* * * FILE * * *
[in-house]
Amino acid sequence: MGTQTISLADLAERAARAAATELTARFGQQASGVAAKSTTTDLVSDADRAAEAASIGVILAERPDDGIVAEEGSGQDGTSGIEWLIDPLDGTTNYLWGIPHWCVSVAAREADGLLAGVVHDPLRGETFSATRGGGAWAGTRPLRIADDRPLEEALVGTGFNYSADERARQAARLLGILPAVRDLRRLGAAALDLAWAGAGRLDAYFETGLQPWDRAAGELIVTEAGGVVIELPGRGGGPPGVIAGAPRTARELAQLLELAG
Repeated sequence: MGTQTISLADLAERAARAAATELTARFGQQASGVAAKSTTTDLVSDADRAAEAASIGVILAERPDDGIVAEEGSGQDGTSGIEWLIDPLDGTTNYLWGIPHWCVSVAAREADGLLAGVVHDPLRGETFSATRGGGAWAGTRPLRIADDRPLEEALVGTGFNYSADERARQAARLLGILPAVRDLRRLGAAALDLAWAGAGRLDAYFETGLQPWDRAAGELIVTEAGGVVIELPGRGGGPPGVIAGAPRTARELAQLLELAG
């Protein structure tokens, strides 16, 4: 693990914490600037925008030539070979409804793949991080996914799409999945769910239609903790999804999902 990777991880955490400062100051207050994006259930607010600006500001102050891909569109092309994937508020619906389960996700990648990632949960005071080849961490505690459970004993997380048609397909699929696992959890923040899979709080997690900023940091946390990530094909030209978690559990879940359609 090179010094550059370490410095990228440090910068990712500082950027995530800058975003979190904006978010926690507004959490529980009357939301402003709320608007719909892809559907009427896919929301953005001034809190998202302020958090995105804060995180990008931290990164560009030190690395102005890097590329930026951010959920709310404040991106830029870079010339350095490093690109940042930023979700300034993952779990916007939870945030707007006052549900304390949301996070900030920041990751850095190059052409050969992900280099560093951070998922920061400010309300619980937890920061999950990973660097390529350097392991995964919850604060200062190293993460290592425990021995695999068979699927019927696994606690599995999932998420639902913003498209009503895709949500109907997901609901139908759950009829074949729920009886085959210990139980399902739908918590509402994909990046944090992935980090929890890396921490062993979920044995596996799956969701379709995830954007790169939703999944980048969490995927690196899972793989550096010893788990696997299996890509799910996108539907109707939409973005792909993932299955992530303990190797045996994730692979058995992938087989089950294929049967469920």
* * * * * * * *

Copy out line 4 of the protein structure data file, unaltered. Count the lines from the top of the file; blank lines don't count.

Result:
């Protein structure tokens, strides 16, 4: 693990914490600037925008030539070979409804793949991080996914799409999945769910239609903790999804999902 990777991880955490400062100051207050994006259930607010600006500001102050891909569109092309994937508020619906389960996700990648990632949960005071080849961490505690459970004993997380048609397909699929696992959890923040899979709080997690900023940091946390990530094909030209978690559990879940359609 090179010094550059370490410095990228440090910068990712500082950027995530800058975003979190904006978010926690507004959490529980009357939301402003709320608007719909892809559907009427896919929301953005001034809190998202302020958090995105804060995180990008931290990164560009030190690395102005890097590329930026951010959920709310404040991106830029870079010339350095490093690109940042930023979700300034993952779990916007939870945030707007006052549900304390949301996070900030920041990751850095190059052409050969992900280099560093951070998922920061400010309300619980937890920061999950990973660097390529350097392991995964919850604060200062190293993460290592425990021995695999068979699927019927696994606690599995999932998420639902913003498209009503895709949500109907997901609901139908759950009829074949729920009886085959210990139980399902739908918590509402994909990046944090992935980090929890890396921490062993979920044995596996799956969701379709995830954007790169939703999944980048969490995927690196899972793989550096010893788990696997299996890509799910996108539907109707939409973005792909993932299955992530303990190797045996994730692979058995992938087989089950294929049967469920």